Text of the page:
Air Quality Issues Thursday Morning
There were some noted air quality issues in the Twin Cities Thursday due to smoke that had drifted southeast from the fire at Northern Metals in Becker Wednesday Night. As of Thursday morning (when the map above was made), air quality values had reached the "moderate" range, with the main issue being particle pollution. These numbers improved into the afternoon hours. Schools were closed Thursday in Becker due to air quality concerns.
Snow Season Recap So Far
We've hit a little bit of a lull across much of the state with snow so far in February. Snowfall tallies so far this month are highest (and above average) across southern Minnesota, thanks to heavier snow on the 9th and 17th. In the Twin Cities, 7.5" has fallen through the 19th, +2.5" above average, with Rochester's 14.6" so far +8.8" above average. Go north of the metro, though, and February snowfall hasn't been as plentiful, with not even an inch falling so far in Brainerd.
Almost the entire state is still running above average for the snow season, the exception being International Falls where they are just barely below the average for the date. The 42.9" of snow in the Twin Cities so far is still the 23rd snowiest start to the snow season on record; meanwhile, Duluth sits in 9th place with 79.4" so far.
Is The Worst of Winter Behind Us Now? Yes.
By Paul Douglas
This may come back to bite me in the Doppler, but winter is over. Wait, back up. It will still snow, we will dodge more Canadian cold fronts. Colleagues will gripe about their morning commutes. But subzero discomfort, that sense of existential dread from peeking at the 7-Day Outlook? That's pretty much behind us now.
I see no more subzero readings for the metro area into mid-March. Could we see another April blizzard? It's possible, but the pattern is altogether different than the last few winters: more Pacific, less arctic.
Major snowstorms are most likely to spin up along the leading edge of polar invasions. Fewer Siberian smacks = less chance of crazy snow amounts.
Storms continue to detour south and east of Minnesota into next week. In spite of 9 inches of snow on the ground 40F is likely Saturday & Sunday, again the following weekend. If you like snow get out and play in it soon.
The Major Leagues of Winter are fading. Welcome to the Minor Leagues: dribs and drabs of snow - and neutered cold fronts.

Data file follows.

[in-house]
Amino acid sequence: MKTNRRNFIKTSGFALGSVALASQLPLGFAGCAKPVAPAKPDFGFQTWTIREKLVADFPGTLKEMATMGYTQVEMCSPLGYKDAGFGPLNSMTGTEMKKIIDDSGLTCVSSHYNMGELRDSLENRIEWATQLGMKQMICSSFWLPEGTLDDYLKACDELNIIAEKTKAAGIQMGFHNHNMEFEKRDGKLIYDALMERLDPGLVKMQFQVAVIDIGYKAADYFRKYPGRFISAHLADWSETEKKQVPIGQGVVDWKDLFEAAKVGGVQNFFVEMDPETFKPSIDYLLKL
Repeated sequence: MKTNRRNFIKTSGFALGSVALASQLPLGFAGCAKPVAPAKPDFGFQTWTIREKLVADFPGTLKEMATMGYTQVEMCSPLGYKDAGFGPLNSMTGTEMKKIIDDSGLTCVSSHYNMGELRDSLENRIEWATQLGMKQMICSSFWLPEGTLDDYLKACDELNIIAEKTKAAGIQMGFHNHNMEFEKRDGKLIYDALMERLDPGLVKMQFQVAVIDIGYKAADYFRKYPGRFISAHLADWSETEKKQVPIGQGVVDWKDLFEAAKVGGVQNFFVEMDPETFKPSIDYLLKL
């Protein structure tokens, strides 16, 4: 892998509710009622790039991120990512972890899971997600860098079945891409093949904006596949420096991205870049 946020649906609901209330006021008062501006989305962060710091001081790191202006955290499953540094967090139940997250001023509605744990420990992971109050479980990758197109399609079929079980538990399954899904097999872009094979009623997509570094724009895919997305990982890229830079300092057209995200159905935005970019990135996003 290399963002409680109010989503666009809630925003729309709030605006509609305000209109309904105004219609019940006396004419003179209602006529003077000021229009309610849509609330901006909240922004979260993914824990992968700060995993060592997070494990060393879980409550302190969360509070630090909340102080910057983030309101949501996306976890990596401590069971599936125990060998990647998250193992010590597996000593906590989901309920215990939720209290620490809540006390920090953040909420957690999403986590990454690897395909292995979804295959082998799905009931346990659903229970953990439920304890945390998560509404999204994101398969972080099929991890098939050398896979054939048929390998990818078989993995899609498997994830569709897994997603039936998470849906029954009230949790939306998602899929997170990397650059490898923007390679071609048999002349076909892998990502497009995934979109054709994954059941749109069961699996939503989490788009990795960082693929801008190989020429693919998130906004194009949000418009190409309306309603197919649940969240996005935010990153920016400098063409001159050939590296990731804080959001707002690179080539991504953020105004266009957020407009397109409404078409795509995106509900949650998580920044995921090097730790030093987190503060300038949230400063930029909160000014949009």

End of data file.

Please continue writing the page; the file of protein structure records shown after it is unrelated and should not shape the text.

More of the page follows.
Extended Twin Cities Forecast
FRIDAY: Sunny, breezy, milder. Wake up 17. High 38. Chance of precipitation 0%. Wind SW 10-20 mph.
SATURDAY: Partly sunny, feels like March. Wake up 23. High 40. Chance of precipitation 0%. Wind SW 8-13 mph.
SUNDAY: Plenty of sun, dust off the grill. Wake up 26. High 42. Chance of precipitation 0%. Wind NW 8-13 mph.
MONDAY: Mix of clouds and sun. Wake up 27. High 38. Chance of precipitation 10%. Wind NE 7-12 mph.
TUESDAY: Overcast. Snow should stay south of MN. Wake up 23. High 33. Chance of precipitation 20%. Wind NE 7-12 mph.
WEDNESDAY: Mostly cloudy with a colder wind. Wake up 22. High 28. Chance of precipitation 10%. Wind N 10-20 mph.
THURSDAY: Mix of clouds and sun, chilly. Wake up 10. High 24. Chance of precipitation 10%. Wind NW 8-13 mph.
This Day in Weather History
1965: Strong winds occur, reaching speeds of up to 45 mph in the Twin Cities.
Average Temperatures & Precipitation for Minneapolis
Average High: 31F (Record: 62F set in 2017)
Average Low: 15F (Record: -21F set in 1873)
Average Precipitation: 0.03" (Record: 0.82" set in 1882)
Average Snowfall: 0.2" (Record: 5.5" set in 1962)
Record Snow Depth: 27" in 1967
Sunrise/Sunset Times for Minneapolis
Sunrise: 7:05 AM
Sunset: 5:48 PM
*Length Of Day: 10 hours, 43 minutes and 52 seconds
*Daylight GAINED Since Yesterday: ~3 minutes and 0 seconds
*When Do We Climb To 11 Hours Of Daylight? February 27th (11 hours, 2 minutes, and 10 seconds)
*Next Sunrise At/Before 7 AM: February 24th (7:00 AM)